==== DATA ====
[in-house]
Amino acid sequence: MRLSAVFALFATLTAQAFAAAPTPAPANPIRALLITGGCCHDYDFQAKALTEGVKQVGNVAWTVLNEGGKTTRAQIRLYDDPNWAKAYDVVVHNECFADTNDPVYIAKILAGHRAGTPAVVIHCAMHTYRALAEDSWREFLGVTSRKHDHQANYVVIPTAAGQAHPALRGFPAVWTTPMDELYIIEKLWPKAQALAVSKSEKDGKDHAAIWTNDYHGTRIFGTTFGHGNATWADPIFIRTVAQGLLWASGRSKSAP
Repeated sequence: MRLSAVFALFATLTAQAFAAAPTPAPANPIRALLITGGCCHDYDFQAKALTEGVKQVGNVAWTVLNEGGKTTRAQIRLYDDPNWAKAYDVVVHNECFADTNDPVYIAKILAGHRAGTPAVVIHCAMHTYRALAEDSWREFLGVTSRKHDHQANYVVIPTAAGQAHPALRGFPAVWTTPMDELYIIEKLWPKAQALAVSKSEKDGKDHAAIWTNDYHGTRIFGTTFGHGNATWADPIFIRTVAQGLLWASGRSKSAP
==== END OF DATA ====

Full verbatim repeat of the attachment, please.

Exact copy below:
[in-house]
Amino acid sequence: MRLSAVFALFATLTAQAFAAAPTPAPANPIRALLITGGCCHDYDFQAKALTEGVKQVGNVAWTVLNEGGKTTRAQIRLYDDPNWAKAYDVVVHNECFADTNDPVYIAKILAGHRAGTPAVVIHCAMHTYRALAEDSWREFLGVTSRKHDHQANYVVIPTAAGQAHPALRGFPAVWTTPMDELYIIEKLWPKAQALAVSKSEKDGKDHAAIWTNDYHGTRIFGTTFGHGNATWADPIFIRTVAQGLLWASGRSKSAP
Repeated sequence: MRLSAVFALFATLTAQAFAAAPTPAPANPIRALLITGGCCHDYDFQAKALTEGVKQVGNVAWTVLNEGGKTTRAQIRLYDDPNWAKAYDVVVHNECFADTNDPVYIAKILAGHRAGTPAVVIHCAMHTYRALAEDSWREFLGVTSRKHDHQANYVVIPTAAGQAHPALRGFPAVWTTPMDELYIIEKLWPKAQALAVSKSEKDGKDHAAIWTNDYHGTRIFGTTFGHGNATWADPIFIRTVAQGLLWASGRSKSAP